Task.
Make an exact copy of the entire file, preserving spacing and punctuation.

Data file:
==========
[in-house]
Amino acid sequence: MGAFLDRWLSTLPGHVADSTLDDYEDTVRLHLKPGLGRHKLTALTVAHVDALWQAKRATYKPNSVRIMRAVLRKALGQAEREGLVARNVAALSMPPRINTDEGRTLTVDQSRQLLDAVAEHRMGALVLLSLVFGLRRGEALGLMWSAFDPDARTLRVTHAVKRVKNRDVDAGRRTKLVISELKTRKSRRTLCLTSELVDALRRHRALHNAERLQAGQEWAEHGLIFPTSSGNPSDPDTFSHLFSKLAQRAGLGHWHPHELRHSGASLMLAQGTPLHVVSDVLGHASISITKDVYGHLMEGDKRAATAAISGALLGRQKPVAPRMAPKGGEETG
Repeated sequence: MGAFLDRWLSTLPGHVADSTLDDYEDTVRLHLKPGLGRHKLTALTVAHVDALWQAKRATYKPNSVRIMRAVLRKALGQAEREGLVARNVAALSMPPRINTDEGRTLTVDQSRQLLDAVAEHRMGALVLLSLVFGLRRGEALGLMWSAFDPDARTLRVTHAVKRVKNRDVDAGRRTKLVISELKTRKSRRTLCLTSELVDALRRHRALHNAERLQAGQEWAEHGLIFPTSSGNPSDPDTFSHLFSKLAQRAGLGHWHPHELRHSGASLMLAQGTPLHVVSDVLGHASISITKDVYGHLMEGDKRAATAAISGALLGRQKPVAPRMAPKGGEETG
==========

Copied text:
[in-house]
Amino acid sequence: MGAFLDRWLSTLPGHVADSTLDDYEDTVRLHLKPGLGRHKLTALTVAHVDALWQAKRATYKPNSVRIMRAVLRKALGQAEREGLVARNVAALSMPPRINTDEGRTLTVDQSRQLLDAVAEHRMGALVLLSLVFGLRRGEALGLMWSAFDPDARTLRVTHAVKRVKNRDVDAGRRTKLVISELKTRKSRRTLCLTSELVDALRRHRALHNAERLQAGQEWAEHGLIFPTSSGNPSDPDTFSHLFSKLAQRAGLGHWHPHELRHSGASLMLAQGTPLHVVSDVLGHASISITKDVYGHLMEGDKRAATAAISGALLGRQKPVAPRMAPKGGEETG
Repeated sequence: MGAFLDRWLSTLPGHVADSTLDDYEDTVRLHLKPGLGRHKLTALTVAHVDALWQAKRATYKPNSVRIMRAVLRKALGQAEREGLVARNVAALSMPPRINTDEGRTLTVDQSRQLLDAVAEHRMGALVLLSLVFGLRRGEALGLMWSAFDPDARTLRVTHAVKRVKNRDVDAGRRTKLVISELKTRKSRRTLCLTSELVDALRRHRALHNAERLQAGQEWAEHGLIFPTSSGNPSDPDTFSHLFSKLAQRAGLGHWHPHELRHSGASLMLAQGTPLHVVSDVLGHASISITKDVYGHLMEGDKRAATAAISGALLGRQKPVAPRMAPKGGEETG